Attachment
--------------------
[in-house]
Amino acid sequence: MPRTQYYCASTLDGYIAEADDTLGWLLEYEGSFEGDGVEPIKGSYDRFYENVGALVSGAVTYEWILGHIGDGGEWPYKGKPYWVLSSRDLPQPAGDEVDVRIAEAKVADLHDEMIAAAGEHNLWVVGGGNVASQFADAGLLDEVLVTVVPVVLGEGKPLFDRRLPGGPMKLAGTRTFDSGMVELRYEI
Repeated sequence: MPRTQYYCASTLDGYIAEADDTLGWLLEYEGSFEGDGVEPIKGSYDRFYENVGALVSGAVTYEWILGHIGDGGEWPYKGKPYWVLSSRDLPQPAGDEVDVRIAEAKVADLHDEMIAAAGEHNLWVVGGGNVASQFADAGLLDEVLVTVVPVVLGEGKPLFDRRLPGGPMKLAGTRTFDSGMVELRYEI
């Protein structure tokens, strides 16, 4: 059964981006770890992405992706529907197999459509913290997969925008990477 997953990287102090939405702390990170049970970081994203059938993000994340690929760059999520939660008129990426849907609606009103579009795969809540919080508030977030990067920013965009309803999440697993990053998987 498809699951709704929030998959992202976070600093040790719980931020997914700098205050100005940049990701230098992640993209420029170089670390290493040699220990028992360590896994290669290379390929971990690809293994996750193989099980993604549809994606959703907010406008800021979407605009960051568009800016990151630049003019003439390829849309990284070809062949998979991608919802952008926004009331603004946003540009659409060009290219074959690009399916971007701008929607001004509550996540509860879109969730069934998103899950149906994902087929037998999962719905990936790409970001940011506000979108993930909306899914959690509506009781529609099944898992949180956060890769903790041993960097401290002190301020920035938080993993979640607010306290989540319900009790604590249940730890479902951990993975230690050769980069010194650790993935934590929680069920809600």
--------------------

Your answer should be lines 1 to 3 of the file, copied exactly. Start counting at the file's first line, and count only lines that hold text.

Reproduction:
[in-house]
Amino acid sequence: MPRTQYYCASTLDGYIAEADDTLGWLLEYEGSFEGDGVEPIKGSYDRFYENVGALVSGAVTYEWILGHIGDGGEWPYKGKPYWVLSSRDLPQPAGDEVDVRIAEAKVADLHDEMIAAAGEHNLWVVGGGNVASQFADAGLLDEVLVTVVPVVLGEGKPLFDRRLPGGPMKLAGTRTFDSGMVELRYEI
Repeated sequence: MPRTQYYCASTLDGYIAEADDTLGWLLEYEGSFEGDGVEPIKGSYDRFYENVGALVSGAVTYEWILGHIGDGGEWPYKGKPYWVLSSRDLPQPAGDEVDVRIAEAKVADLHDEMIAAAGEHNLWVVGGGNVASQFADAGLLDEVLVTVVPVVLGEGKPLFDRRLPGGPMKLAGTRTFDSGMVELRYEI